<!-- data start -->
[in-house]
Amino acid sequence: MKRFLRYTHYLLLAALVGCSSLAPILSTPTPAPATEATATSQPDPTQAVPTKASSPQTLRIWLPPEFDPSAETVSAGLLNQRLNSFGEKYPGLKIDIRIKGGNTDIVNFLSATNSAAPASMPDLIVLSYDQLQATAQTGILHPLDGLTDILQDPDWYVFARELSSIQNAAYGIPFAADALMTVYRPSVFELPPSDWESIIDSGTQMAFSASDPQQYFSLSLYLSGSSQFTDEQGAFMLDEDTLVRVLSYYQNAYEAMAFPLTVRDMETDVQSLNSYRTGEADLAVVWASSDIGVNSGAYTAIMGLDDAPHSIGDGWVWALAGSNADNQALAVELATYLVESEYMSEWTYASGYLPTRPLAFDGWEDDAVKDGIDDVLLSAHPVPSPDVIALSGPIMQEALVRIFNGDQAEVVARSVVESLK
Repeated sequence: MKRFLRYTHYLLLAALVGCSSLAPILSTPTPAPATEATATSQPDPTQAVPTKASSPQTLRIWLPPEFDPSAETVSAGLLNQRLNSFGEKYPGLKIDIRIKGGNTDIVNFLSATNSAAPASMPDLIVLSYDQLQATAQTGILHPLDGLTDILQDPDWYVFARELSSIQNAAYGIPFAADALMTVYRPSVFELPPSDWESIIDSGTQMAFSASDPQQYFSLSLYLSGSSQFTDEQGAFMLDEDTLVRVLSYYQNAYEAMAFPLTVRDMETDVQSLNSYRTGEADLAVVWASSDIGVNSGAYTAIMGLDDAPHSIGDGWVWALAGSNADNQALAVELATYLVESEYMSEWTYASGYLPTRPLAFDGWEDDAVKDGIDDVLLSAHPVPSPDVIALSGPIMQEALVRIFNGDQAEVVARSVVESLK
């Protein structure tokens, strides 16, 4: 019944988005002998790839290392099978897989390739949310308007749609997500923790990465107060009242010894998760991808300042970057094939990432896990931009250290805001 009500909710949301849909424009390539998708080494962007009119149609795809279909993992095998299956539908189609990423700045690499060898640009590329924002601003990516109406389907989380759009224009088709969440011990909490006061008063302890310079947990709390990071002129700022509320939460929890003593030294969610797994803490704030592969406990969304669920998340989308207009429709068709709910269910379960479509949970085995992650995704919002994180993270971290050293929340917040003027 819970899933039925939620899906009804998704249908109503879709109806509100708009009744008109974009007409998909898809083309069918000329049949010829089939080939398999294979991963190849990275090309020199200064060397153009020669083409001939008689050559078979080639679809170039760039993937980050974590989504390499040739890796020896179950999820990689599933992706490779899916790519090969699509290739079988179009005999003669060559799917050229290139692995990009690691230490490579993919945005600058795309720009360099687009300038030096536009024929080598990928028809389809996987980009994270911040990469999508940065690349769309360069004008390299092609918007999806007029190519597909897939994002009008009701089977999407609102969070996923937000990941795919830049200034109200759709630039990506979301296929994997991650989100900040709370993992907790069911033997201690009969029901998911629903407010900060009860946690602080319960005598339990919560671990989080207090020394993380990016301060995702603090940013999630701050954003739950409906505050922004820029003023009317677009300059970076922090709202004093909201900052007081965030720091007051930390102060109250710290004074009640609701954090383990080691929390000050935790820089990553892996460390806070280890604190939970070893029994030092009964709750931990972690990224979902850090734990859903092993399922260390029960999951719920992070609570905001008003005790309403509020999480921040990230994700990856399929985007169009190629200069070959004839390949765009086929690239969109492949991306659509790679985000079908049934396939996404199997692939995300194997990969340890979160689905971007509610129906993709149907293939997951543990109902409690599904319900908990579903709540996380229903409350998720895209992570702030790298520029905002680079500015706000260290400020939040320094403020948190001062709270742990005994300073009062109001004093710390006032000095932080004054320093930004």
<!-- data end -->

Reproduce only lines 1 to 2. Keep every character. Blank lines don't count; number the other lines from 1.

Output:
[in-house]
Amino acid sequence: MKRFLRYTHYLLLAALVGCSSLAPILSTPTPAPATEATATSQPDPTQAVPTKASSPQTLRIWLPPEFDPSAETVSAGLLNQRLNSFGEKYPGLKIDIRIKGGNTDIVNFLSATNSAAPASMPDLIVLSYDQLQATAQTGILHPLDGLTDILQDPDWYVFARELSSIQNAAYGIPFAADALMTVYRPSVFELPPSDWESIIDSGTQMAFSASDPQQYFSLSLYLSGSSQFTDEQGAFMLDEDTLVRVLSYYQNAYEAMAFPLTVRDMETDVQSLNSYRTGEADLAVVWASSDIGVNSGAYTAIMGLDDAPHSIGDGWVWALAGSNADNQALAVELATYLVESEYMSEWTYASGYLPTRPLAFDGWEDDAVKDGIDDVLLSAHPVPSPDVIALSGPIMQEALVRIFNGDQAEVVARSVVESLK